By Tony Osae-Brown
It has been estimated that up to 1.5m tons of crude oil has been spilled in the Niger-Delta over the past half century…
As we hit the streets fighting over the removal of subsidy, a second crude oil spill in less than two weeks has occurred in the Niger-Delta, which produces more than 90 per cent of the crude oil that we now so desperately crave. Reuters report that Royal Dutch Shell announced on Wednesday that it is working to plug a leak caused by a sabotage of its 70,000 barrel-per-day (bpd) Nembe Creek line.
The Shell statement notes that more than 200 barrels of spilled oil has been recovered. It is not clear if that is all the oil that spilled in the 70,000 bpd pipeline. Shell has blamed the latest incident on the activities of illegal oil thieves in the Niger-Delta.
Shell had however admitted an earlier oil spill amounting to 40,000 barrels of crude which spewed into the sea off the coast of Nigeria. This, according to shell was caused by a loading accident at its offshore 200,000 bpd Bonga oilfield on December 20, 2011.
Sky Truth, an independent environmental monitor, which displayed satellite images of the spill revealed that it covered an area “about 70 km (45 miles) long, 17 km (10 miles) wide at its widest, and covers 923 square kilometers (356 square miles) of ocean.” This spill was big enough to cover the whole of Nigeria if it had taken place on land. Nigeria has a total land mass of 910 sq km.
This indicates that this spill was quite significant and could easily qualify as one of the biggest oil spills in Nigeria’s history except that oil spills in the Niger Delta is so common that it seems to have become a routine.
It has been estimated that up to 1.5m tons of crude oil has been spilled in the Niger-Delta over the past half century since the first oil well was drilled in Oloibiri. Amnesty International actually estimates that at least 9m barrels of oil was spilled within the period. This is almost twice the estimated 4.9 million barrels of crude oil spilled in the US Gulf of Mexico BP oil spill disaster considered as the worst in US history. That spill which occurred in the US in 2010, has cost BP an estimated $40 billion with $20 billion of it being paid as compensation to all those that were directly or indirectly affected by that spill.
In the Niger-Delta, what is good for the Goose is not good for the Gander. Crude oil spills has brought misery and certain death. A study by the United Nations Environment Programme (UNEP) reveals the depth of crude oil pollution in the Niger Delta. Some of the most shocking revelations in the study include the fact that in some parts of Ogoniland, where the study was carried out and which has experienced the longest period of oil exploration, “the study found heavy contamination present 40 years after an oil spill occurred, despite repeated clean up attempts.”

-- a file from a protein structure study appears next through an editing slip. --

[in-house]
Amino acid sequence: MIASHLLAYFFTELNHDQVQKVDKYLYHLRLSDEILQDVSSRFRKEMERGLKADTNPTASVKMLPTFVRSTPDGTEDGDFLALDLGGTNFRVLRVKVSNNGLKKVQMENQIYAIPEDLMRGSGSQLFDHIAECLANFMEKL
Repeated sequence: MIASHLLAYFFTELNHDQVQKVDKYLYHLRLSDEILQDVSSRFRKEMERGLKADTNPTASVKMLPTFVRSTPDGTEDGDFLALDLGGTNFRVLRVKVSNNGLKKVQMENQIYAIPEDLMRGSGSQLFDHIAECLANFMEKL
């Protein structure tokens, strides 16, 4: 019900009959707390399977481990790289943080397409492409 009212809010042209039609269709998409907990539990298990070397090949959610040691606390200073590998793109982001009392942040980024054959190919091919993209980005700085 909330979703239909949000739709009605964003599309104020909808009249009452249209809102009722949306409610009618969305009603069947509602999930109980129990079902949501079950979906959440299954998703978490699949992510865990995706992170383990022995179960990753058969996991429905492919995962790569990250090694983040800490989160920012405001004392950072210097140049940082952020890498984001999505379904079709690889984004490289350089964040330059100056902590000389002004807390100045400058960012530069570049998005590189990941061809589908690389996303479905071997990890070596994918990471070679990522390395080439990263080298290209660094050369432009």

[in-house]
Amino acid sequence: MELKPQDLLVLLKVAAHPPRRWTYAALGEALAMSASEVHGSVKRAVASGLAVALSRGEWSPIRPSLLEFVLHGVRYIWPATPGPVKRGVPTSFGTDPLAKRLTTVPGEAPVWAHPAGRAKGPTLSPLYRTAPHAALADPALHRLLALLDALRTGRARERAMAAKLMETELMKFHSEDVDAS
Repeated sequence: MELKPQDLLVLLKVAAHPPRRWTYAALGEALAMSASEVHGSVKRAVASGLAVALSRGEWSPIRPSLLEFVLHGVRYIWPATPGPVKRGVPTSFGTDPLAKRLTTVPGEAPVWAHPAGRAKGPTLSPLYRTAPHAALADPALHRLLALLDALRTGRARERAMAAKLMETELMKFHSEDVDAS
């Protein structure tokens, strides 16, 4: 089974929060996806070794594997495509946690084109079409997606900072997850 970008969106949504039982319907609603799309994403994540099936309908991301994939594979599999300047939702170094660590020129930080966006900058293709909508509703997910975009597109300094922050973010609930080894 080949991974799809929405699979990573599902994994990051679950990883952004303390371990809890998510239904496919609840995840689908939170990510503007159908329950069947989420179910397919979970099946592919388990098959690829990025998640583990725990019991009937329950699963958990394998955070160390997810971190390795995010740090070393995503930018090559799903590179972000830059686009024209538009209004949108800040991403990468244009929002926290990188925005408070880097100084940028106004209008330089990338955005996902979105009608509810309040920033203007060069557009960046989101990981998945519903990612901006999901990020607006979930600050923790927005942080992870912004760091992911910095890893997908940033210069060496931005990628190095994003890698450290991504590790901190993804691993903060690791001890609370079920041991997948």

Other shocking revelations of the UNEP study include the discovery that in 49 pollution sites examined, UNEP found hydrocarbon deposits in the soil at depths of at least five metres. At 41 sites, the hydro carbon pollutions had reached groundwater at levels in excess of Nigeria standards.
The report quotes a specific case, close to a Nigeria National Petroleum Company (NNPC) product pipeline “where an 8 cm layer of refined oil was found floating on the ground water which serves the community wells.”
Surface water throughout the Niger Delta creeks contains hydrocarbons with floating layers of crude oil varying from thick black oil to thin sheets. For example, community members from Nesisioken Ogale are actually drinking water from a well that is contaminated with benzene, “a known carcinogen, at levels 900 times above the World Health Organisation (WHO) guidelines.
The report had details of how a people’s way of life have been destroyed, state of health impaired and life expectancy cut short due to the environmental pollution which they are forced to bear all their lives. The report concludes that it will take an average of $1 billion over 30 years to clean up Ogoniland.
Since this report was released I have not heard of any major action taken by the Nigeria government. No compensations have been announced by Shell or NNPC and all its joint venture partners for this massive destruction visited on the Niger Delta. I am yet to hear of any immediate action that will be taken to ensure that the children of the Niger Delta do not suffer the faith of their fathers.
The latest oil spill even complicates things further for people in the Niger Delta. With their lives on land destroyed by oil spills, the UNEP study showed that the people have had to go to the deep sea to fish. Now we are beginning to get off shore spills. The implication is obvious.
So, as you take to the streets insisting over subsidy, spare a thought for the Goose that lays the golden egg because the burden of laying the golden egg is suffocating.
Tony Osae-Brown is a Financial Journalist who writes for mergermarket, occasionally provide commentaries on BBC and recently worked on banking transparency publication in Nigeria.